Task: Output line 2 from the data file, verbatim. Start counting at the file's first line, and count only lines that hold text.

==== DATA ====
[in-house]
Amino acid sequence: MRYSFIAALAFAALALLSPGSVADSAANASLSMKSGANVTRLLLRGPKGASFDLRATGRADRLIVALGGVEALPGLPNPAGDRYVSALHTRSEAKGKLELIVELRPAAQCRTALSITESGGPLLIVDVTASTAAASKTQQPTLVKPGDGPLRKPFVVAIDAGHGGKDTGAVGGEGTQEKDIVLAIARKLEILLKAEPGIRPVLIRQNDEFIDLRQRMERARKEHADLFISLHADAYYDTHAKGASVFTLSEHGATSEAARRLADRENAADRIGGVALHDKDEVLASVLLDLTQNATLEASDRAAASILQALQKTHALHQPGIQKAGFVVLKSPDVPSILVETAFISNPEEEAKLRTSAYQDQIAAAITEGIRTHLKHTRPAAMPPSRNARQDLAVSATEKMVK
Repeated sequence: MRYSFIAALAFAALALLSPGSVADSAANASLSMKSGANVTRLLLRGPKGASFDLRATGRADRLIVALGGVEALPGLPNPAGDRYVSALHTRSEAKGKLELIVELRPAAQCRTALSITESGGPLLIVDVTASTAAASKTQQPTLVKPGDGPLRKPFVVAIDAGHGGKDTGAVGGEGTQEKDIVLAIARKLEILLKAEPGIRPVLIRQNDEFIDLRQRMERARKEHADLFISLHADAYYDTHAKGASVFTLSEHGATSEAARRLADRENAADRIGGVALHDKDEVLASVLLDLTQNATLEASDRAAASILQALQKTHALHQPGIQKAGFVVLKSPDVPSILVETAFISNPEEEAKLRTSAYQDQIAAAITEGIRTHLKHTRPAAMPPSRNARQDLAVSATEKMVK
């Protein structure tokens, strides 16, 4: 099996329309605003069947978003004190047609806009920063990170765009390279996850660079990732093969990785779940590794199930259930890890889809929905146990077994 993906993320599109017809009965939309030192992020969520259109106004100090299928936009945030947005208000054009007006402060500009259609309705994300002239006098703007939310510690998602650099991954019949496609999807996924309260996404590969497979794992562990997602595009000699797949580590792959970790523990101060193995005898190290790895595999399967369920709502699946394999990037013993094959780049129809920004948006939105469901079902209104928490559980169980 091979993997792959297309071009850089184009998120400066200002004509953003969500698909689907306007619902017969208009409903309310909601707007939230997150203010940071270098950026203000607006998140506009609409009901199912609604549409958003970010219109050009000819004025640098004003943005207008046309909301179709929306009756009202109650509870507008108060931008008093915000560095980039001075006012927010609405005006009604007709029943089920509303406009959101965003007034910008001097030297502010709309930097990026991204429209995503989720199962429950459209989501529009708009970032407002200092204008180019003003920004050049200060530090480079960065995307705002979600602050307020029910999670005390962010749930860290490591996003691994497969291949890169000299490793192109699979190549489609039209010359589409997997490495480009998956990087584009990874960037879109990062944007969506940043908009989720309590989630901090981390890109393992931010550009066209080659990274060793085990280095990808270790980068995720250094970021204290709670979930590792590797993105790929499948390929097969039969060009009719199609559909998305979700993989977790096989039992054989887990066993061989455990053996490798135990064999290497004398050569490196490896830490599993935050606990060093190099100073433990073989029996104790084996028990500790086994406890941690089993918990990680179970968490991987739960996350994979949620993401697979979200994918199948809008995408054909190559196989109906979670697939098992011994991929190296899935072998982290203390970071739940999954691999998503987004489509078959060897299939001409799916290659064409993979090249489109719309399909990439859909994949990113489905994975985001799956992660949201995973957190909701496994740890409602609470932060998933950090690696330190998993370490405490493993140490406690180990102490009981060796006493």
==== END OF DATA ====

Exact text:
Amino acid sequence: MRYSFIAALAFAALALLSPGSVADSAANASLSMKSGANVTRLLLRGPKGASFDLRATGRADRLIVALGGVEALPGLPNPAGDRYVSALHTRSEAKGKLELIVELRPAAQCRTALSITESGGPLLIVDVTASTAAASKTQQPTLVKPGDGPLRKPFVVAIDAGHGGKDTGAVGGEGTQEKDIVLAIARKLEILLKAEPGIRPVLIRQNDEFIDLRQRMERARKEHADLFISLHADAYYDTHAKGASVFTLSEHGATSEAARRLADRENAADRIGGVALHDKDEVLASVLLDLTQNATLEASDRAAASILQALQKTHALHQPGIQKAGFVVLKSPDVPSILVETAFISNPEEEAKLRTSAYQDQIAAAITEGIRTHLKHTRPAAMPPSRNARQDLAVSATEKMVK